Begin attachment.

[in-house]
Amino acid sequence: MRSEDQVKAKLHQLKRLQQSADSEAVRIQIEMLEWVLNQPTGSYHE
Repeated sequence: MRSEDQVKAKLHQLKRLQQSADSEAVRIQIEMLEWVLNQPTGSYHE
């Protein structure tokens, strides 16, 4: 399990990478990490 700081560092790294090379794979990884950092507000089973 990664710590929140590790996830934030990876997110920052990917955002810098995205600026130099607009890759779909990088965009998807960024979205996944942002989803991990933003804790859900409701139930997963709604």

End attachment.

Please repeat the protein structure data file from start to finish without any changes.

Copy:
[in-house]
Amino acid sequence: MRSEDQVKAKLHQLKRLQQSADSEAVRIQIEMLEWVLNQPTGSYHE
Repeated sequence: MRSEDQVKAKLHQLKRLQQSADSEAVRIQIEMLEWVLNQPTGSYHE
């Protein structure tokens, strides 16, 4: 399990990478990490 700081560092790294090379794979990884950092507000089973 990664710590929140590790996830934030990876997110920052990917955002810098995205600026130099607009890759779909990088965009998807960024979205996944942002989803991990933003804790859900409701139930997963709604």